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The 191st General Court of the Commonwealth of Massachusetts

AN ACT REGULATING PHARMACY AUDITS

          Be it enacted by the Senate and House of Representatives in General Court assembled, and by the authority of the same as follows:
          SECTION 1.  Chapter 175 of the General Laws is hereby amended by adding the following section:-
          Section 226.  (a) For the purposes of this section, the term “pharmacy benefit manager” shall mean any person or entity that administers the (i) prescription drug, prescription device or pharmacist services or (ii) prescription drug and device and pharmacist services portion of a health benefit plan on behalf of plan sponsors, including, but not limited to, self-insured employers, insurance companies and labor unions. A health benefit plan that does not contract with a pharmacy benefit manager shall be considered a pharmacy benefit manager for the purposes of this section, unless specifically exempted.
          (b)  A pharmacy benefit manager shall conduct an audit of the records of a pharmacy in accordance with paragraphs (1) to (13), inclusive.
                 (1)  The contract between a pharmacy and a pharmacy benefit manager shall identify and describe the audit procedures in detail.
                 (2)  With the exception of an investigative fraud audit, the auditor shall give the pharmacy written notice at least 2 weeks prior to conducting the initial on-site audit for each audit cycle.
                 (3)  A pharmacy benefit manager shall not audit claims beyond 2 years prior to the date of audit.
                 (4)  The auditor shall not interfere with the delivery of pharmacist services to a patient and shall make a reasonable effort to minimize the inconvenience and disruption to the pharmacy operations during the audit process.
                 (5)  Any audit that involves clinical or professional judgment shall be conducted by, or in consultation with, a licensed pharmacist from any state.
                 (6)  A finding of an overpayment or underpayment shall be based on the actual overpayment or underpayment. A statistically sound calculation for overpayment or underpayment may be used to determine recoupment as part of a settlement as agreed to by the pharmacy.
                 (7)  The auditor shall audit each pharmacy under the same standards and parameters with which they audit other similarly situated pharmacies.
                 (8)  An audit shall not be initiated or scheduled during the first 5 calendar days of any month for any pharmacy that averages more than 600 prescriptions per week without the pharmacy’s consent.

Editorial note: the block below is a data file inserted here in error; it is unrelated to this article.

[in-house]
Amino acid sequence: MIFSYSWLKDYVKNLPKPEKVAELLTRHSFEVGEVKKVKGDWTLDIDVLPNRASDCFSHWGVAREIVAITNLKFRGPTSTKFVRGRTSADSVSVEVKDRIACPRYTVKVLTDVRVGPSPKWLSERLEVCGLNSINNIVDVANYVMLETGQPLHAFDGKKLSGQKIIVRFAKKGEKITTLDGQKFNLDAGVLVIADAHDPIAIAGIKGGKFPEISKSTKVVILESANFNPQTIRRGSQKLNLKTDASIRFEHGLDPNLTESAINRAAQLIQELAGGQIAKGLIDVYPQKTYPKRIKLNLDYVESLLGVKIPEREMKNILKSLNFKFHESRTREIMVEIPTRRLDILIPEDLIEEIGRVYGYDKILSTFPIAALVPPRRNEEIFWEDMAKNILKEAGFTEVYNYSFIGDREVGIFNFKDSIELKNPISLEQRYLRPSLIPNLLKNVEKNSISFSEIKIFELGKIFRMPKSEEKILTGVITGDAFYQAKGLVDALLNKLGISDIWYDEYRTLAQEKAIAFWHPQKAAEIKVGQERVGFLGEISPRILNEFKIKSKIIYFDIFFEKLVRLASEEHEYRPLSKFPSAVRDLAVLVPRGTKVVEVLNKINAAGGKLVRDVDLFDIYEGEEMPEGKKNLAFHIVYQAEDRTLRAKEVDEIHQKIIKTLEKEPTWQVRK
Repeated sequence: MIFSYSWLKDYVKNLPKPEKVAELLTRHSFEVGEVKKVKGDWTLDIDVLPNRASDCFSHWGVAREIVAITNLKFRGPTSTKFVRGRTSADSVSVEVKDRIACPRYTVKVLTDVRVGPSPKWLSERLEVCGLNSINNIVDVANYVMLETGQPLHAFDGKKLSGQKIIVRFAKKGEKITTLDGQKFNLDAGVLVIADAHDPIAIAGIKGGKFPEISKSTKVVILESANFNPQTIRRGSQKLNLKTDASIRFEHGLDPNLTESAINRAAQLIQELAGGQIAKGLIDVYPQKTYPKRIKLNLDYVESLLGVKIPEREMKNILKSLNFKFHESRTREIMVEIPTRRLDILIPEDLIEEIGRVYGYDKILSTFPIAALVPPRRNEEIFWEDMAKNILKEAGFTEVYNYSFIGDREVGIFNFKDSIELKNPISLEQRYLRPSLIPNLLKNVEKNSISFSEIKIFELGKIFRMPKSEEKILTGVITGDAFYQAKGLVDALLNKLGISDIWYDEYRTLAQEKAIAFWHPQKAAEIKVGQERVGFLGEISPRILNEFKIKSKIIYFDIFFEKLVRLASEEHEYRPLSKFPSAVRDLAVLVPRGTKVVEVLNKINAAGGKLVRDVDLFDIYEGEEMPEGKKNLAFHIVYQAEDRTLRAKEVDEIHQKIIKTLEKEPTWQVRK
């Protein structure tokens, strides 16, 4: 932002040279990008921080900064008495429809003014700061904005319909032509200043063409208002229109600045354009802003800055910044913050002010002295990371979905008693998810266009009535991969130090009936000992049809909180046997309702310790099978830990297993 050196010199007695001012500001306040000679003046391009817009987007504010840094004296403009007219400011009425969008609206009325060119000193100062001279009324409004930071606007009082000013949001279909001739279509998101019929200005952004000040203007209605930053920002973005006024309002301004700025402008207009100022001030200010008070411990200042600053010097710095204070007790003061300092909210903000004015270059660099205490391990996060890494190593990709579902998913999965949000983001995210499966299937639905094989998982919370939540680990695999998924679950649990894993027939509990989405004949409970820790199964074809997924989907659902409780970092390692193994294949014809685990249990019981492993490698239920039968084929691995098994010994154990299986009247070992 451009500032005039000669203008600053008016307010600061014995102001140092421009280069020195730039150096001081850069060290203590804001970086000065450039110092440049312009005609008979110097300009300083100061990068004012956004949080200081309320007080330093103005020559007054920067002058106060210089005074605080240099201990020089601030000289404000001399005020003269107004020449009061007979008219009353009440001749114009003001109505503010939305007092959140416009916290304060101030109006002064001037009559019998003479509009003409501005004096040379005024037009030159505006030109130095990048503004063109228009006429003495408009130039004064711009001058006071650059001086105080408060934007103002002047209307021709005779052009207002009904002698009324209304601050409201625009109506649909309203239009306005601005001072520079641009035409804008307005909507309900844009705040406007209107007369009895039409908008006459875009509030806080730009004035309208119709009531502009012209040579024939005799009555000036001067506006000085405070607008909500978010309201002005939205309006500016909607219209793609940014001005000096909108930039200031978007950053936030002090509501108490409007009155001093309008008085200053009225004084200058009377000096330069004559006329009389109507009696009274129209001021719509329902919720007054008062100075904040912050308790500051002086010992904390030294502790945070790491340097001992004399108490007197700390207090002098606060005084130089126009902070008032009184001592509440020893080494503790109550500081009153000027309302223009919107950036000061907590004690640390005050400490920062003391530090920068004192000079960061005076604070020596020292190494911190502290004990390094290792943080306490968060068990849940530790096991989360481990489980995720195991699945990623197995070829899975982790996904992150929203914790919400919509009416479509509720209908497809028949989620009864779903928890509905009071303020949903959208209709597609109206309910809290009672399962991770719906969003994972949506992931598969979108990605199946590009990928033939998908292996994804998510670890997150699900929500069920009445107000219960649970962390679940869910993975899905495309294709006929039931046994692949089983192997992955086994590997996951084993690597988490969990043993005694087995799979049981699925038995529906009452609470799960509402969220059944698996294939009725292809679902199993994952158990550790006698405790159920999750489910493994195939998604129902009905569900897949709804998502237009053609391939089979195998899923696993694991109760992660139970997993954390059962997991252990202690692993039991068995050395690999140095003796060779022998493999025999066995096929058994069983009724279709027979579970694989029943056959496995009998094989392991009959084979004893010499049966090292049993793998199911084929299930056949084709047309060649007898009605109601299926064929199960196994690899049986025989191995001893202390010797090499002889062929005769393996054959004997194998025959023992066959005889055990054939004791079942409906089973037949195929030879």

(9)  A preliminary audit report shall be delivered to the pharmacy not later than 30 days after the conclusion of the audit.
                 (10)  The preliminary audit report shall be signed and shall include the signature of any pharmacist participating in the audit.
                 (11)  A pharmacy benefit manager shall not withhold payment to a pharmacy for reimbursement claims as a means to recoup money until after the final internal disposition of an audit, including the appeals process, as provided in subsection (c), unless fraud or misrepresentation is reasonably suspected or the discrepant amount exceeds $15,000.
                 (12)  The auditor shall provide a copy of the final audit report to the pharmacy and plan sponsor within 30 days following the pharmacy’s receipt of the signed preliminary audit report or the completion of the appeals process, as provided in subsection (c), whichever is later.
                 (13)  No auditing company or agent shall receive payment based upon a percentage of the amount recovered or other financial incentive tied to the findings of the audit.
          (c)         (1)  Each auditor shall establish an appeals process under which a pharmacy may appeal findings in a preliminary audit.
                       (2)  To appeal a finding, a pharmacy may use the records of a hospital, physician, or other authorized prescriber to validate the record with respect to orders or refills of prescription drugs or devices.
                       (3)  A pharmacy shall have 30 days to appeal any discrepancy found during the preliminary audit.
                       (4)  The National Council for Prescription Drug Programs or any other recognized national industry standard shall be used to evaluate claims submission and product size disputes.
                       (5)  If an audit results in the identification of any clerical or record-keeping errors in a required document or record, the pharmacy shall not be subject to recoupment of funds by the pharmacy benefit manager; provided, that the pharmacy may provide proof that the patient received the medication billed to the plan via patient signature logs or other acceptable methods, unless there is financial harm to the plan or errors that exceed the normal course of business.
          (d)  This section shall not apply to any audit or investigation of a pharmacy that involves potential fraud, willful misrepresentation or abuse, including, but not limited to, investigative audits or any other statutory or regulatory provision which authorizes investigations relating to insurance fraud.
          (e)  This section shall not apply to a public health care payer, as defined in section 1 of chapter 12C.
          (f)  The commissioner may promulgate regulations to enforce this section.
          SECTION 2.  Section 226 of chapter 139 of the acts of 2012 is hereby amended by striking out the figure “2015” and inserting in place thereof the following figure:- 2017.
          SECTION 3.  Section 226 of chapter 175 of the General Laws shall apply to audits of pharmacy records conducted after July 1, 2015.

Approved, January 2, 2015.